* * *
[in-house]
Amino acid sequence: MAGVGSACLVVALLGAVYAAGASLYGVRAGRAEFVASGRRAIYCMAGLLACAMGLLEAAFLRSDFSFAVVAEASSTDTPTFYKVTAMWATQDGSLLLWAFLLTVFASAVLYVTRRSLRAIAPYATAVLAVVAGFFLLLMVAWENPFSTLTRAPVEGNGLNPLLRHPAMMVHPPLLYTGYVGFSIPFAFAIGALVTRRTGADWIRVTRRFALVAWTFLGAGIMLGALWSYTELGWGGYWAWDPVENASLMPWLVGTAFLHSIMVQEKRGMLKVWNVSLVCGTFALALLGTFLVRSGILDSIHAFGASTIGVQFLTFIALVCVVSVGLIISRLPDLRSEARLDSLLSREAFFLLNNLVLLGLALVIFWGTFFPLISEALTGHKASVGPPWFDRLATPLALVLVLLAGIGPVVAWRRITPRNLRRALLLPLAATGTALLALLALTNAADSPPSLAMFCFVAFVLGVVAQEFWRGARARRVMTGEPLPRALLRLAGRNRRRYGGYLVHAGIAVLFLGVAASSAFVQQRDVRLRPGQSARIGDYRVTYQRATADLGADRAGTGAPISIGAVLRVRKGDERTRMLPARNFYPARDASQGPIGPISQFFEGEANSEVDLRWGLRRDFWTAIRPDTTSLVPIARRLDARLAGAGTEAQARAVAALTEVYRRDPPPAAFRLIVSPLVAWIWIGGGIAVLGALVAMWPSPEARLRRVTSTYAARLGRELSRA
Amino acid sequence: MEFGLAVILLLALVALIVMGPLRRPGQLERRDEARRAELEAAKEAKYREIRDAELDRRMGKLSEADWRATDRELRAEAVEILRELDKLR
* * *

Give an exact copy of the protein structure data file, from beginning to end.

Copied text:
[in-house]
Amino acid sequence: MAGVGSACLVVALLGAVYAAGASLYGVRAGRAEFVASGRRAIYCMAGLLACAMGLLEAAFLRSDFSFAVVAEASSTDTPTFYKVTAMWATQDGSLLLWAFLLTVFASAVLYVTRRSLRAIAPYATAVLAVVAGFFLLLMVAWENPFSTLTRAPVEGNGLNPLLRHPAMMVHPPLLYTGYVGFSIPFAFAIGALVTRRTGADWIRVTRRFALVAWTFLGAGIMLGALWSYTELGWGGYWAWDPVENASLMPWLVGTAFLHSIMVQEKRGMLKVWNVSLVCGTFALALLGTFLVRSGILDSIHAFGASTIGVQFLTFIALVCVVSVGLIISRLPDLRSEARLDSLLSREAFFLLNNLVLLGLALVIFWGTFFPLISEALTGHKASVGPPWFDRLATPLALVLVLLAGIGPVVAWRRITPRNLRRALLLPLAATGTALLALLALTNAADSPPSLAMFCFVAFVLGVVAQEFWRGARARRVMTGEPLPRALLRLAGRNRRRYGGYLVHAGIAVLFLGVAASSAFVQQRDVRLRPGQSARIGDYRVTYQRATADLGADRAGTGAPISIGAVLRVRKGDERTRMLPARNFYPARDASQGPIGPISQFFEGEANSEVDLRWGLRRDFWTAIRPDTTSLVPIARRLDARLAGAGTEAQARAVAALTEVYRRDPPPAAFRLIVSPLVAWIWIGGGIAVLGALVAMWPSPEARLRRVTSTYAARLGRELSRA
Amino acid sequence: MEFGLAVILLLALVALIVMGPLRRPGQLERRDEARRAELEAAKEAKYREIRDAELDRRMGKLSEADWRATDRELRAEAVEILRELDKLR